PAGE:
SANAA (Reuters) - Armed men blew up Yemen’s main oil export pipeline on Wednesday, a local official said, halting crude flows and disrupting an important source of revenue for the impoverished state.
Yemen’s oil and gas pipelines have repeatedly been sabotaged by insurgents or tribesmen since anti-government protests led to a power vacuum in 2011, causing fuel shortages and slashing export earnings.
Earlier on Wednesday, Yemen raised fuel prices in an attempt to ease the burden of energy subsidies on its state finances.
Sanaa earned just $671 million from exporting crude oil in January-May, down nearly 40 percent from a year earlier, as a result of the frequent bombings.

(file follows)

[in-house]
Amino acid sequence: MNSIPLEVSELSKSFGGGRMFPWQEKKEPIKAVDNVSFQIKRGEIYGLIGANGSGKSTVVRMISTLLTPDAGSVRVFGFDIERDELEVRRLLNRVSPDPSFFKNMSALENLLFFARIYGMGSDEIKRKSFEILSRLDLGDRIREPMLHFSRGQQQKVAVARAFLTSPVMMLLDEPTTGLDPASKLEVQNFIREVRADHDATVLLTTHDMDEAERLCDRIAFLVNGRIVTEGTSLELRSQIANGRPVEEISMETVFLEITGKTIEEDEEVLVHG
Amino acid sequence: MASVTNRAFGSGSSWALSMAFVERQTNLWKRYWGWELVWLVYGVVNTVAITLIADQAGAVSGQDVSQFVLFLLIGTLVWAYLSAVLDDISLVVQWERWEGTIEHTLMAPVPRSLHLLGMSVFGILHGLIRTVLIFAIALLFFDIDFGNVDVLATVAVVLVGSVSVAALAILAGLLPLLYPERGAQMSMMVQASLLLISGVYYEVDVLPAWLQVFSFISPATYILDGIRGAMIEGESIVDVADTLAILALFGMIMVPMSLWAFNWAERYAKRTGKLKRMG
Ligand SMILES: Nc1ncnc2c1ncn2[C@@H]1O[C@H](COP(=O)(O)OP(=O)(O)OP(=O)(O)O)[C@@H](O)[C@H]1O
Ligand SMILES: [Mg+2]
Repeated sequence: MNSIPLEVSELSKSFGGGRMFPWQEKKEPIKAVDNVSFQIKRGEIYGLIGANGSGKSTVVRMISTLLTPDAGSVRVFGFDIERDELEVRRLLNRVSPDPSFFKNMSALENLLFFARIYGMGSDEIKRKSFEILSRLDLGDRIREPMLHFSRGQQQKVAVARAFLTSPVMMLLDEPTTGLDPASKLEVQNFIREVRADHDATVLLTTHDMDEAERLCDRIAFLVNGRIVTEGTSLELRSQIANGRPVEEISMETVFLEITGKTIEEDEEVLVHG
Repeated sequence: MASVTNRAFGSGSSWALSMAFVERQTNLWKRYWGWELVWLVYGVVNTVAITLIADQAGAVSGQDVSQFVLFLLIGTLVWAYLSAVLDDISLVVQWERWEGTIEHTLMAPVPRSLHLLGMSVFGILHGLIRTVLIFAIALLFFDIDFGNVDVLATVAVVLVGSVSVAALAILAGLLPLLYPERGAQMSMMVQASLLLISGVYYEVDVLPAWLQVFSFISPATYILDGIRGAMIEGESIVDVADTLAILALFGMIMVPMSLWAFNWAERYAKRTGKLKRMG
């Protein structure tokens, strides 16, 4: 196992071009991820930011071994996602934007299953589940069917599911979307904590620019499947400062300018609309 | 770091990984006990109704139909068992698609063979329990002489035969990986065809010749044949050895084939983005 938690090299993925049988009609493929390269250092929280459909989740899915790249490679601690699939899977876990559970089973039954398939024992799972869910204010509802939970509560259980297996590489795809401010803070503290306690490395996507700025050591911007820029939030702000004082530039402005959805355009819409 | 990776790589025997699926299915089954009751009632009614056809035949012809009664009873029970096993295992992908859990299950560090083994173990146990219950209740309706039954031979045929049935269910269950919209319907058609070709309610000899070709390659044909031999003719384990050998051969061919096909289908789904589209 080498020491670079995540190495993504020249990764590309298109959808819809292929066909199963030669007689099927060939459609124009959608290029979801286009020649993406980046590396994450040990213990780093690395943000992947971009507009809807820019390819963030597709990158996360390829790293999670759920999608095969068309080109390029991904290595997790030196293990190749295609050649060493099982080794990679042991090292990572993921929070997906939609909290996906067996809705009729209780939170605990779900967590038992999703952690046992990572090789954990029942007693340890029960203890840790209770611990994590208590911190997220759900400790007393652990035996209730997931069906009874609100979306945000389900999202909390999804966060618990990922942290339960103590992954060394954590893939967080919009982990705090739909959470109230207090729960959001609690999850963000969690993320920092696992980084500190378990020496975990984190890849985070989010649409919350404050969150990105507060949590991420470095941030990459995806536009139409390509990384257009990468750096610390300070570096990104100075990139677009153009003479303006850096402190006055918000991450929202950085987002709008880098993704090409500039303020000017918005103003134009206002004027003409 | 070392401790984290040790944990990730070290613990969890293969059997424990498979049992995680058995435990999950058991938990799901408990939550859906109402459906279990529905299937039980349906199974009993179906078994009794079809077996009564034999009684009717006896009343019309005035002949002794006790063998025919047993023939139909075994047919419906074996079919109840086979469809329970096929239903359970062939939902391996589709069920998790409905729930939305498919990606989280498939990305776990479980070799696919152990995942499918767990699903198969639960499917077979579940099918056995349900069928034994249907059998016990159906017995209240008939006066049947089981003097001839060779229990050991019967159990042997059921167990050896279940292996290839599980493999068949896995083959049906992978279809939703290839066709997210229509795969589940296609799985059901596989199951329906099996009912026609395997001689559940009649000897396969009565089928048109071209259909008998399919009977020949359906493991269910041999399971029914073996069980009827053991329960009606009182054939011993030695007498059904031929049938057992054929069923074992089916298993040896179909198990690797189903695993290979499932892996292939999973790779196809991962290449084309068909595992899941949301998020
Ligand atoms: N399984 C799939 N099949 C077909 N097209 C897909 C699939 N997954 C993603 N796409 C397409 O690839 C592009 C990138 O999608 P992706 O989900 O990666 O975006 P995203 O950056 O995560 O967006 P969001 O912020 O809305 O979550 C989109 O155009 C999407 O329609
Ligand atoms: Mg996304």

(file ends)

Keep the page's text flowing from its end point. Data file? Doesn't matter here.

The latest attack happened in the Wady Obaida area of the central oil-producing province of Maarib, halting the flow of crude to the Ras Isa oil terminal on the Red Sea, the local official said.
The Maarib pipeline carries around 70,000-110,000 barrels per day of Marib light crude. It was last repaired on July 24 after it was blown up on July 12.
Disgruntled tribesmen carry out such assaults to pressure the government to provide jobs, settle land disputes, or free relatives from prison.
Reporting by Mohammed Ghobari; Writing by Maha El Dahan; Editing by Ruth Pitchford